- Client. The client for commercial photography is a publication. For commercial photography, companies or brands are the clients. The clients are also generally present throughout a commercial shoot.
- Photographer's role. A photographer has more creative freedom as a storyteller in editorial photography. A commercial photographer must follow the direction of the client.
- Ownership. In editorial photography, the photographer usually retains ownership of the images. Commonly, a magazine or publication would request exclusive right for a set period. Editorial work pays less than commercial photography, but editorial photographers can license their images for stock photography. In commercial photography, advertising photographs may be a buyout or work for hire, meaning the photographs are owned by the company or brand that commissioned the work. Commercial photos may be licensed for a set period and then relicensed if needed.
When distinguishing between commercial and editorial photography, licensing agreements are also a factor. Say you took photographs of people dancing at a concert.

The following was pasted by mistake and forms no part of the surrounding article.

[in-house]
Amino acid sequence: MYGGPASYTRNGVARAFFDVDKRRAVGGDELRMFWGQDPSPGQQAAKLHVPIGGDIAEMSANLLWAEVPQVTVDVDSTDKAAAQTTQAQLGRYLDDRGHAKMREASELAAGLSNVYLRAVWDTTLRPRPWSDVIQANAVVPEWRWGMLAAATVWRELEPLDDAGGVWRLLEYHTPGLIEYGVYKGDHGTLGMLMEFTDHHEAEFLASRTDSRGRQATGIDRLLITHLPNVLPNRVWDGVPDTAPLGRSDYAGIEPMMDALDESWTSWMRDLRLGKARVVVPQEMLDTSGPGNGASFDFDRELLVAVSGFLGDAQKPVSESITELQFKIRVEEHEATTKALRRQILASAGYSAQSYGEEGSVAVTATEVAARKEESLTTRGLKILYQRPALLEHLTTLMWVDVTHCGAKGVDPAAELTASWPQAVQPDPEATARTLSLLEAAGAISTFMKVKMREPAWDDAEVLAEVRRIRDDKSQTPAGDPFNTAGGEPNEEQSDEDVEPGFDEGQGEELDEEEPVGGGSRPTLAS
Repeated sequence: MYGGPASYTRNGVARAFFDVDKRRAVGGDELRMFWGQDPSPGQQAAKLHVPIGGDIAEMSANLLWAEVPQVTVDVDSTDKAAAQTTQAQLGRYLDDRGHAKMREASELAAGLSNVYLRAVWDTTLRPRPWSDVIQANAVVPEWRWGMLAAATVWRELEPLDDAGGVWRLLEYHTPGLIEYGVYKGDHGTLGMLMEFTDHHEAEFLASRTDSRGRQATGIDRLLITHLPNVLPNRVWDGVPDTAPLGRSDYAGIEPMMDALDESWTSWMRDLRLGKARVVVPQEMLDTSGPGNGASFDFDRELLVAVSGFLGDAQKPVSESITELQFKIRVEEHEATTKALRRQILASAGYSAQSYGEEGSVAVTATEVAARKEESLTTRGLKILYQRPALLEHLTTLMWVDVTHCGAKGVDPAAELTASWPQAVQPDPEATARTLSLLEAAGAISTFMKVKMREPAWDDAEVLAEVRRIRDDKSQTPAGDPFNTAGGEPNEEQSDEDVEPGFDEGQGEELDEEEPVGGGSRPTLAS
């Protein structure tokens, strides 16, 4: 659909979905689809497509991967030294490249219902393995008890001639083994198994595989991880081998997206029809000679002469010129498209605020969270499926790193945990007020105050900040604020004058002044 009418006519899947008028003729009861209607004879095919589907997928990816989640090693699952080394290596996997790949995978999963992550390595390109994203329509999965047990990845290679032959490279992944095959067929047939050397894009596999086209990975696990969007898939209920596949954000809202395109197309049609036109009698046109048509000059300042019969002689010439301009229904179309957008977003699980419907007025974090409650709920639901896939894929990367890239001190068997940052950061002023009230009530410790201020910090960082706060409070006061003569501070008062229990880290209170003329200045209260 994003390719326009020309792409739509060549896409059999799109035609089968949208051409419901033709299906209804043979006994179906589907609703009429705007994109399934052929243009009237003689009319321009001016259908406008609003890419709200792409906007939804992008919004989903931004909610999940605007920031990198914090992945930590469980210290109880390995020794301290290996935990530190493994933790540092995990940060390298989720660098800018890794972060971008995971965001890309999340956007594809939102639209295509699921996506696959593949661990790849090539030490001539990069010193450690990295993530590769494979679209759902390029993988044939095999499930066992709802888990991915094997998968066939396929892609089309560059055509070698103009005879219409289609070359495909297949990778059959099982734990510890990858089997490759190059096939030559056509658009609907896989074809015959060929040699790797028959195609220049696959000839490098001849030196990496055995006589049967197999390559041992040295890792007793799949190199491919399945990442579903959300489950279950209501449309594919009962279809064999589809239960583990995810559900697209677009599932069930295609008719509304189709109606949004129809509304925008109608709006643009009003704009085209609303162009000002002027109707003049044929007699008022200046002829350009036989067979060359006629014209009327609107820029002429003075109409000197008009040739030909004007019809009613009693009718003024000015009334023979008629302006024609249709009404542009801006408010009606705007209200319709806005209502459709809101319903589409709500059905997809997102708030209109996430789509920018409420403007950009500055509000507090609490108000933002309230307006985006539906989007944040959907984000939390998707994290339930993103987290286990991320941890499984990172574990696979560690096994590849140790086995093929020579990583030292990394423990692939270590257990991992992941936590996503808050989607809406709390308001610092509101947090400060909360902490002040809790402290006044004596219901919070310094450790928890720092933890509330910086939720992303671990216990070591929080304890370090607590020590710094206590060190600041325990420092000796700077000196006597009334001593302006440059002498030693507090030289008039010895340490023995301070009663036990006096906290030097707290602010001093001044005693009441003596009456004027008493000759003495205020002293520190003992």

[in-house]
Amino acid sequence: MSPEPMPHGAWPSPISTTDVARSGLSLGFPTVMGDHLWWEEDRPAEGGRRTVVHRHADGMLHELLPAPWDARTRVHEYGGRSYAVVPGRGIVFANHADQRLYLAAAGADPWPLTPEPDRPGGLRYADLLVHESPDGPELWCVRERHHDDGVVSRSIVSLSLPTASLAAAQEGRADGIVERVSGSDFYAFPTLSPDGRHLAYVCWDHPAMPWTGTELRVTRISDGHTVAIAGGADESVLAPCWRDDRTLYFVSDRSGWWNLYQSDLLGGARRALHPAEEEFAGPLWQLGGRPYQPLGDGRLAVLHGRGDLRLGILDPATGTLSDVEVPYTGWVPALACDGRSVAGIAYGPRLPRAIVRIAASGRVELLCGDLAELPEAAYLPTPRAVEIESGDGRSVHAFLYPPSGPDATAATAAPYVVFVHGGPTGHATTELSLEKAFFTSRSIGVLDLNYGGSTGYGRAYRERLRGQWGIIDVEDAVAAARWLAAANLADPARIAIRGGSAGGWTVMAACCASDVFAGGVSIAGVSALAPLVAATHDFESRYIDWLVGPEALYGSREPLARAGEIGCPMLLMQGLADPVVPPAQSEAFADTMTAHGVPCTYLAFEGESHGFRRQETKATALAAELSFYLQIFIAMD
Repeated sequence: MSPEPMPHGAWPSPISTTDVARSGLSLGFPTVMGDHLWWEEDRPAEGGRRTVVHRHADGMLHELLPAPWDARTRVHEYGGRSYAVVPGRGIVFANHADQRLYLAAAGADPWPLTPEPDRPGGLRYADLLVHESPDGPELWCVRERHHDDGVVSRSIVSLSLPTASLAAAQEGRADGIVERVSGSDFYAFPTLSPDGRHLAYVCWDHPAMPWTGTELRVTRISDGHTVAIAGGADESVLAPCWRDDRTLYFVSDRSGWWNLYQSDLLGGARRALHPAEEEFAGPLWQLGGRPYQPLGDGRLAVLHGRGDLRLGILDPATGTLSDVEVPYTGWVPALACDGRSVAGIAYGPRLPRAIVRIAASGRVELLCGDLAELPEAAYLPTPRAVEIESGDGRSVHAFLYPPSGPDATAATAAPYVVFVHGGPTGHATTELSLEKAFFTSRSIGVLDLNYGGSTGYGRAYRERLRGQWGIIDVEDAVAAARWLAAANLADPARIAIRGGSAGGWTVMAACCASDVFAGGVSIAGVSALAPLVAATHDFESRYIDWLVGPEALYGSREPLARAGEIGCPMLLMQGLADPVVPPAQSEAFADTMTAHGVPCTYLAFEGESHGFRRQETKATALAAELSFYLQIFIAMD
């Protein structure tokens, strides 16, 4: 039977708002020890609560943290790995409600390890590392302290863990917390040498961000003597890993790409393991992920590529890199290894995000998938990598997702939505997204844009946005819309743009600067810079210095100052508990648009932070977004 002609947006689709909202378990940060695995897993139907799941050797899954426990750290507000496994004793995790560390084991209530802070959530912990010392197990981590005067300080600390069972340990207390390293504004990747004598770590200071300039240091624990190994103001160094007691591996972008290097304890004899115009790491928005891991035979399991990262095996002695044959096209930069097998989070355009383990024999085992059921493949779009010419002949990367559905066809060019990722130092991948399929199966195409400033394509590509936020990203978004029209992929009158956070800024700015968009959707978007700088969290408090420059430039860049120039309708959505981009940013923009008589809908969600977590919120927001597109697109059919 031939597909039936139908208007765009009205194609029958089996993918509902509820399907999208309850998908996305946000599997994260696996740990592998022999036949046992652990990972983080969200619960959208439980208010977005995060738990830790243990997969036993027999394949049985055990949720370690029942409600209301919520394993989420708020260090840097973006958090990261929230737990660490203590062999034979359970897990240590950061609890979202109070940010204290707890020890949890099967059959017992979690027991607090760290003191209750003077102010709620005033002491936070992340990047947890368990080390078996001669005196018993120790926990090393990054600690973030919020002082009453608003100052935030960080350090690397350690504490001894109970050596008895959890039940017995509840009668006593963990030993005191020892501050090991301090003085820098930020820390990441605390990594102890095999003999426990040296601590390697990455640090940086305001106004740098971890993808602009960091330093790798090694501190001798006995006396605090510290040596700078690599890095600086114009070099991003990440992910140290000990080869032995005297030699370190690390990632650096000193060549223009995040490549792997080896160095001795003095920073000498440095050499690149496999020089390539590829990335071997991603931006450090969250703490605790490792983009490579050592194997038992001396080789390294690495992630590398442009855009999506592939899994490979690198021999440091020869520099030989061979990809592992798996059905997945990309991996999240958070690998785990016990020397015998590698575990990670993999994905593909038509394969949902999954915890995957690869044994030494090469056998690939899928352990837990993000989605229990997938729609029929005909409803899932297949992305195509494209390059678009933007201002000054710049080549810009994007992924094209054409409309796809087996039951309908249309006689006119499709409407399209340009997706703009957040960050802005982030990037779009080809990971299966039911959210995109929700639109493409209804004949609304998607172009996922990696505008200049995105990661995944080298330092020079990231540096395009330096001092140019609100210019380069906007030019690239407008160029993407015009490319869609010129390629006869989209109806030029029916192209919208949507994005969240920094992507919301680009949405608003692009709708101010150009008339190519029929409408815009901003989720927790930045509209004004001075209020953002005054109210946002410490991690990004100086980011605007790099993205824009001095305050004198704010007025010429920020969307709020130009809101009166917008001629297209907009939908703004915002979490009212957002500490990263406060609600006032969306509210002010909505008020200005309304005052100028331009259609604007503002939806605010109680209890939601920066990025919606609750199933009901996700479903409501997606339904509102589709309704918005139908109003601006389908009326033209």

If you get licensing agreements or release forms signed by the people visible in the images, you can then use the commercial use images. If you do not get legal permission from the image subjects through a model release form, the photos are for editorial use only.
If editorial images are licensed, they can also be used for stock photography and are often sold as stock photos to publications or companies via a stock agency.
Many photographers try their hand at editorial and commercial photography, enjoying the different challenges and rewards of both. Being able to create both types of photogra
What is Editorial Fashion Photography?
Fashion images are a bit different from typical editorial photographs, as they often stand on their own, accompanied by little to no text. Magazines will showcase fashion editorials as a multi-page spread, where the images convey style, emotion, and personality on their own. Editorial photographers work closely with clothing stylists to create fashion editorials and tell a story using an image's power rather than text. As with most editorial work, you often have the creative freedom to present the clothing or models using your style and taste.